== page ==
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Daughters of the Mountain

Women Coal Miners in Central Appalachia

Suzanne E. Tallichet

Publication Year: 2006

Much has been written over the years about life in the coal mines of Appalachia. Not surprisingly, attention has focused mainly on the experiences of male miners. In Daughters of the Mountain, Suzanne Tallichet introduces us to a cohort of women miners at a large underground coal mine in southern West Virginia, where women entered the workforce in the late 1970s after mining jobs began opening up for women throughout the Appalachian coalfields.Tallichet's work goes beyond anecdotal evidence to provide complex and penetrating analyses of qualitative data. Based on in-depth interviews with female miners, Tallichet explores several key topics, including social relations among men and women, professional advancement, and union participation. She also explores the ways in which women adapt to mining culture, developing strategies for both resistance and accommodation to an overwhelmingly male-dominated world.

Published by: Penn State University Press

Copyright

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Preface

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pp. vii-x

Sometimes it is life’s tragedies and the sorrow they bring that ultimately provide the personal spark for scholarly investigations, such as the one represented in this book. Ironically, where one woman’s life ended, an important part of mine began. The story behind this study of women miners in southern West Virginia started in State College, Pennsylvania,...

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Acknowledgments

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pp. xi-xii

The seventeen-year project upon which this book was based was made possible by the time, talents, and various kinds of support given to mea one semester sabbatical and the Research and Creative Productions Committee for the two grants that supported my postdoctoral research. But what I cherish and remember best have been the kind inquiries...

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Introduction

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pp. 1-19

When you ask her why she wanted to be a coal miner, her eyes glisten like the shiny pinpoints of light that dance off a coal seam when caught in the penetrating beam of a miner’s cap light. Mining is in her blood now, she says in a low voice, gazing down at her calloused, worn hands, thick from almost two decades of what miners call ‘‘brute work.’’ She...

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1 Digging In: Coping with Sexualized Work Relations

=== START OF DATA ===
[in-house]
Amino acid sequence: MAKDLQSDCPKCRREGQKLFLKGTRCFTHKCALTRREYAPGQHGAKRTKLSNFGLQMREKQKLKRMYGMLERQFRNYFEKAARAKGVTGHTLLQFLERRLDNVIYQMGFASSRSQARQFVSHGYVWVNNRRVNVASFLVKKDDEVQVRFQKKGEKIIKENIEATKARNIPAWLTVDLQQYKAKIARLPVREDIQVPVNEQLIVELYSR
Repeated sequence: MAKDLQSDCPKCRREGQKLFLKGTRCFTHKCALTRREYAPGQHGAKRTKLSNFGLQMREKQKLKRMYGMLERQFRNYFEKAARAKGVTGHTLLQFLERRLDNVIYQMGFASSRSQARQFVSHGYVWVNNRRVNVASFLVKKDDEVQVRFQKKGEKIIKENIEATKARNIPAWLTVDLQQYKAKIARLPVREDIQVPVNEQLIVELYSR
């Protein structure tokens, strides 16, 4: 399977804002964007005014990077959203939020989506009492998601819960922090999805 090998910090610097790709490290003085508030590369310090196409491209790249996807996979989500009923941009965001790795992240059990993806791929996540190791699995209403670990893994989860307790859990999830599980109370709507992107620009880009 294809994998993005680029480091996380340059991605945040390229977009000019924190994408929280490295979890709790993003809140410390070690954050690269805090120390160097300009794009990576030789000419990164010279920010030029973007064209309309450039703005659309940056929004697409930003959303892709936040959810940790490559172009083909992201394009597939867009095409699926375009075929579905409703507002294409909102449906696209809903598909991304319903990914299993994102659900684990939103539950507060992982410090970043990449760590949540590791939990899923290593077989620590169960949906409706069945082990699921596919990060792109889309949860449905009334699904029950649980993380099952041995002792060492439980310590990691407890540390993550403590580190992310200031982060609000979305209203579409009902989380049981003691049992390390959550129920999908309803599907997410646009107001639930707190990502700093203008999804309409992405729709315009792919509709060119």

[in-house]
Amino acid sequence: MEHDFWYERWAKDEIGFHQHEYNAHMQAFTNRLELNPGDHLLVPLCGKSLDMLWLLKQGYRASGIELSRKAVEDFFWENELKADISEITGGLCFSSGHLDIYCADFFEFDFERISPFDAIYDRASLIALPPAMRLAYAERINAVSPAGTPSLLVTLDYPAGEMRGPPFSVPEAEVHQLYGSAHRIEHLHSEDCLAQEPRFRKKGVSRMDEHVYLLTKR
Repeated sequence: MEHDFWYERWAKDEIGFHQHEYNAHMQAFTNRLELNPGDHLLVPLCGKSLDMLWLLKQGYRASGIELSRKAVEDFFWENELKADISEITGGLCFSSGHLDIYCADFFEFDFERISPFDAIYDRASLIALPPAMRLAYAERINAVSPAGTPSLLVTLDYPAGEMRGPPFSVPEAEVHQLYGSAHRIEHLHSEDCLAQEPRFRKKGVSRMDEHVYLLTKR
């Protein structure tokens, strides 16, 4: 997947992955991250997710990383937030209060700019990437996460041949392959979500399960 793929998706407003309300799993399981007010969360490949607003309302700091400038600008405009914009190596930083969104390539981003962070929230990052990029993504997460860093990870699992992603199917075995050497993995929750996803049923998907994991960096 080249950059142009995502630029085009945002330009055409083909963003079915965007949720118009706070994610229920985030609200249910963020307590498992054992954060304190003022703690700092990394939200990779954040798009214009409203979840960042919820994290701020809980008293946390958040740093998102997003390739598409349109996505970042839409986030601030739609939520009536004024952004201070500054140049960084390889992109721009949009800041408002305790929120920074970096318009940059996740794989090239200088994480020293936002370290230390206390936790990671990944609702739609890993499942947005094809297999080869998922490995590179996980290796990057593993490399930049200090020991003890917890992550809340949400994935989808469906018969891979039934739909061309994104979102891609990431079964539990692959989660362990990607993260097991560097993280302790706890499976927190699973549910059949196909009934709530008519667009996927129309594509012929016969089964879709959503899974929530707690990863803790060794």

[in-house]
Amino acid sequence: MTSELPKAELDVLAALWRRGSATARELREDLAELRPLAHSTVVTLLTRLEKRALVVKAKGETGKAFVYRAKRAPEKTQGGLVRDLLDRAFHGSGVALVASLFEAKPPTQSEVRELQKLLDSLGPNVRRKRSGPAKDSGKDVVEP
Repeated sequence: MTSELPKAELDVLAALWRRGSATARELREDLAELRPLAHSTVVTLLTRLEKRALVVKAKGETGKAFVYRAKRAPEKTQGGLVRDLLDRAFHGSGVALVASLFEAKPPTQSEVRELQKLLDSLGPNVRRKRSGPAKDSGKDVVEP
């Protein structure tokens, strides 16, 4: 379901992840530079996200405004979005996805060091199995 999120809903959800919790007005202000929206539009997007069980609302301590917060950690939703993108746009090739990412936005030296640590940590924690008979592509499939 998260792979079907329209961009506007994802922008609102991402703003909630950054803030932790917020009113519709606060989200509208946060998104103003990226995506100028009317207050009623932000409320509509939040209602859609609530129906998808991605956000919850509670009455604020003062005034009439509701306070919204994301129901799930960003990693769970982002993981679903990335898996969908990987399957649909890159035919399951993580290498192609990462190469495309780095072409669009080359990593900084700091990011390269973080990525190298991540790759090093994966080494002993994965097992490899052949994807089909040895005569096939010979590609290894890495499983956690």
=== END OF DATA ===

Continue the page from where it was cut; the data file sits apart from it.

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pp. 21-60

In the 1970s, Appalachian coalfield residents experienced both the prosperity of the coal industry’s economic growth and the cultural changes wrought by the social turbulence of the previous decade. Beginning with the oil crisis in 1973, the industry enjoyed a boom that lasted into the early 1980s. Coal-mining companies began hiring underground miners...

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2 From Red Cap to Coal Miner: Adaptation and Advancement Underground

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pp. 61-102

During their early years, the women’s adaptation to work underground was as much physical and psychological as it was social. As they adjusted to the physical demands of their jobs, they also learned to cope with the dangers on a daily basis. Coal mines are noisy, dirty, and damp, andtheir hazards are unpredictable. Problems with access, ventilation, light-...

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3 Ours in Solidarity: Women Miners and the UMWA

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pp. 103-134

When women joined the ranks of men in mining coal, they also joined the miners’ labor union, the United Mine Workers of America (umwa). Historically, Appalachian women have been active in union affairs as the mothers, wives, sisters, and daughters of coal miners. Many were members of umwa ‘‘ladies’ auxiliaries,’’ which marched during protests...

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4 Over the Long Haul: Accommodation and Resistance to the Culture of Coal Mining

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pp. 135-168

During the course of their careers, the women were constantly confronted with the conflicting expectations of being women and being coalminers while working and interacting with their bosses, male co-workers, and each other. They knew they were seen as intruders disrupting the masculine-identified culture of mining, and to varying degrees...

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Epilogue

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pp. 169-177

...talked about working hard, having to be tough with men at times, and adopting more subtle strategies for coping with them at other times. Gaining the men’s respect was more important to these women than anything else, whether this involved resisting or accommodating to the said that working underground made the women she knew tougher. ‘‘It...

Appendix: Fieldwork and Profiles of the Study

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pp. 179-194

References

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pp. 195-205

Index

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pp. 207-210

Back Cover

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p. 226-226


E-ISBN-13: 9780271053004
E-ISBN-10: 0271053003
Print-ISBN-13: 9780271029047
Print-ISBN-10: 0271029048

Page Count: 216
Illustrations: 1 table
Publication Year: 2006

Series Title: Rural Studies
Series Editor Byline: Clare Hinrichs, General Editor